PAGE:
Do I Need to Call an Ambulance?

We often hear about ambulances taking forever to get to an incident, and we often jump to conclusions and say it’s the ambulances fault, but is it?

So what is happening

In the last few years, there has been a rise in calling an ambulance for non – emergency use and I have heard this can be because someone cannot get a GPs appointment so thinking a trip in an ambulance to the hospital will get them seen by a doctor sooner, not unless its life threatening they could be in for a long wait and because of this A&E departments are getting clogged up and ambulances are backing up at the hospital because they are in a queue to drop off people who genuinely need their services.

An incident I heard recently was a lady called the ambulance service stating her husband was having difficulty breathing, only to arrive on the scene in under 15 minutes to find the ladies husband had disappeared, when they asked where he was she stated that he was not expecting you so quick so popped down the shop to buy some cigarettes.

Because they were on the scene that tied them up for a good 30 minutes checking him over and he was absolutely fine.

This is very time consuming for the ambulance service and this is becoming more commonplace now because waiting times are getting longer to see the GP, so you have to ask ‘Do I really need to call an ambulance.

Then there are the hoax callers

Then you have the hoax calls and luckily these are quite rare, so I am told, but read an article recently that some people are habitual hoaxes and call the ambulance service several times a day.

They know what to say to the call handler to get up to the top of the list and they say things such as I have chest pains and having difficulty breathing and this triggers a level 1 response.

I often wonder what goes through a hoaxer’s head, just imagine a child in need of a paramedic because the child is choking, or someone has had an accident and bleeding badly and need urgent assistance and this hoaxer has tied up vital resources so they can get a thrill of seeing ‘blue lights’ racing up there street.

It really makes my blood boil, and do they need to call an ambulance? NO, but may be suffering from mental health or social issues and because funding is virtually non-existent for these services, they cannot source the help they may need.

Why has this been happening?

Over the last 8 years or so we have had some serious cutbacks in an attempt by the government to balance the books and to bring the country out of austerity.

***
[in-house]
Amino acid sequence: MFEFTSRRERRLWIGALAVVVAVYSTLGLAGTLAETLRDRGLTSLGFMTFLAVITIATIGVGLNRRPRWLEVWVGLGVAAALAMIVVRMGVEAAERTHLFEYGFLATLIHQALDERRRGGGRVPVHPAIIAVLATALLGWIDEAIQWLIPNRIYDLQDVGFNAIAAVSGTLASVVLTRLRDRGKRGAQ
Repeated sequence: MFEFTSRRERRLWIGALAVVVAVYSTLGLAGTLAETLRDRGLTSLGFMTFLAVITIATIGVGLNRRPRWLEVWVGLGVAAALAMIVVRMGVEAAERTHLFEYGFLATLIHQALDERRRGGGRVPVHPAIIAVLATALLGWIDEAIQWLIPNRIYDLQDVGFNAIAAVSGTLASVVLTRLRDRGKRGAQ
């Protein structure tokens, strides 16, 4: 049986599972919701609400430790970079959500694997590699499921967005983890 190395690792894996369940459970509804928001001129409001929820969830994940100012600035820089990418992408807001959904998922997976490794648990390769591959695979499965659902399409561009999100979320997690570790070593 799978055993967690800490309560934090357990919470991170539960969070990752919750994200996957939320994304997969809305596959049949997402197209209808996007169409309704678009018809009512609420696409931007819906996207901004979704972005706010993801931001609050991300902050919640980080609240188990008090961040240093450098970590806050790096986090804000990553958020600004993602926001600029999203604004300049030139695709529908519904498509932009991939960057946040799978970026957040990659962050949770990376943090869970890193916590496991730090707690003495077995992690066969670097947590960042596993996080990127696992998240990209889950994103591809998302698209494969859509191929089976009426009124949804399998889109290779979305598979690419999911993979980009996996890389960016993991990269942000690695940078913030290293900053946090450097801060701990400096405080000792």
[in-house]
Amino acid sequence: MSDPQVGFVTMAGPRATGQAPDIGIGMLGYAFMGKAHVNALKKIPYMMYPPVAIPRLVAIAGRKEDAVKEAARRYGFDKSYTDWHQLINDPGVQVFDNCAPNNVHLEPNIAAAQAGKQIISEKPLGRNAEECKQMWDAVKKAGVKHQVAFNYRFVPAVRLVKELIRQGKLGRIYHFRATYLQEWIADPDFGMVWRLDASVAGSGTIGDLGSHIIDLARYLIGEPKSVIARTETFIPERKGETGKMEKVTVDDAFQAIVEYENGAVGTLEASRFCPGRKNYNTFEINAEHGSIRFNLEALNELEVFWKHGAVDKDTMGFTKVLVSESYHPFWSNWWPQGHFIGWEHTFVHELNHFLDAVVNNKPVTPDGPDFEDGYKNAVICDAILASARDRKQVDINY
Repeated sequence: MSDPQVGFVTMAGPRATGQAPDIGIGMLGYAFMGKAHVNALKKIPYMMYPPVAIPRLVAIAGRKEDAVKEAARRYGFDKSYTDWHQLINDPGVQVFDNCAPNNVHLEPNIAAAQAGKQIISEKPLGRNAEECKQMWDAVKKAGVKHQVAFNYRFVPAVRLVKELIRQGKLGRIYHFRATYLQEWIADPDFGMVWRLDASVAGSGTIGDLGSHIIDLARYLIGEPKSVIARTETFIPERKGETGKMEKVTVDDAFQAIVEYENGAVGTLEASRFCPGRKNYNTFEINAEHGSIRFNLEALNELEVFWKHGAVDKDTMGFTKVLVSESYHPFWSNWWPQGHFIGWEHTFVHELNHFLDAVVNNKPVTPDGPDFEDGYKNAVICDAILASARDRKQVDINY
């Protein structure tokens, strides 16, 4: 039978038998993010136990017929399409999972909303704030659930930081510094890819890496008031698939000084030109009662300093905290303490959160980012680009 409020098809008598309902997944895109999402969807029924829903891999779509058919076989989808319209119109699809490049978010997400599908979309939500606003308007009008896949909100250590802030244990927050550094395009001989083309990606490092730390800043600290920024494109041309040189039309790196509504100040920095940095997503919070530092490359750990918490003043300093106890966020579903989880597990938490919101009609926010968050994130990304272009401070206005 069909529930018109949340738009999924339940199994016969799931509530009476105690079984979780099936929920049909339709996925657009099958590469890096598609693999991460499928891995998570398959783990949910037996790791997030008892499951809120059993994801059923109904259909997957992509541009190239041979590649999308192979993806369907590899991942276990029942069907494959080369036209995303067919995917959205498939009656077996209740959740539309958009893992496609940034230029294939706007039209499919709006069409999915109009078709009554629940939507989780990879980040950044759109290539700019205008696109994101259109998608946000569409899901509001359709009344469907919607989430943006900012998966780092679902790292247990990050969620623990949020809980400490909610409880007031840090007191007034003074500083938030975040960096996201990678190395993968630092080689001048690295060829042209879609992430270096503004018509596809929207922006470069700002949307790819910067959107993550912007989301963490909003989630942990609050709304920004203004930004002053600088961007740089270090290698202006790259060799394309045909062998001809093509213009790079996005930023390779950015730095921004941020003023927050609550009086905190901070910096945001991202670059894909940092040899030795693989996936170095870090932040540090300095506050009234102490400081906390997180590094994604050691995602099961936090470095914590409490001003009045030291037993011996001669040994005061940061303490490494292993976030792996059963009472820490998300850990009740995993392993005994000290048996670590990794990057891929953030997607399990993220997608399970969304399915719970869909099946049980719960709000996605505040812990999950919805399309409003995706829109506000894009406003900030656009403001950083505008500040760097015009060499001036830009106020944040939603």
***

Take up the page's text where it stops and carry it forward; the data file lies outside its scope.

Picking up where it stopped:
But this has to lead to cutbacks in social care and mental health too and many social care and mental health departments only work 9 – 5 because of staff shortages and they have huge waiting lists for the people who need their services, so the downward spiral starts.

This then puts pressure on the ambulance and police service to try and help these people who have social issues or mental health issues, and then they get taken to A&E so slowing that down because what staff they have who could help only work 9 – 5 because of cutbacks.

We will always have people calling for an ambulance and in most cases, an ambulance is probably required to help someone having a really bad day. BUT equally, we will also get people calling an ambulance because they cannot get a GP appointment for a couple of weeks thinking they will go to the front of the queue but very rarely do not unless its life threatening of course.

So until this is looked at and funding is placed in the areas such as mental health, social care issues, more GPs, this will fall on the A&E departments which are at breaking point, Ambulance services, Police services, and charities who provide these services.

So, do we need to call an ambulance? if it’s life-threatening YES.

Conclusion

We will always have people who will abuse the ambulance service and this will continue till the government sorts its funding out and how the funding is spent to bring the NHS and associated services to be the envy of the world again as it once was. But in the meantime, perhaps more people learning first aid skills would help lower the non-emergency call outs for the ambulance service.

On our work based first aid courses such as Emergency first aid at work, First aid at work, our delegates understand when an ambulance should be called or when getting them seen at a walk-in centre or GPs surgery would better suit the casualty.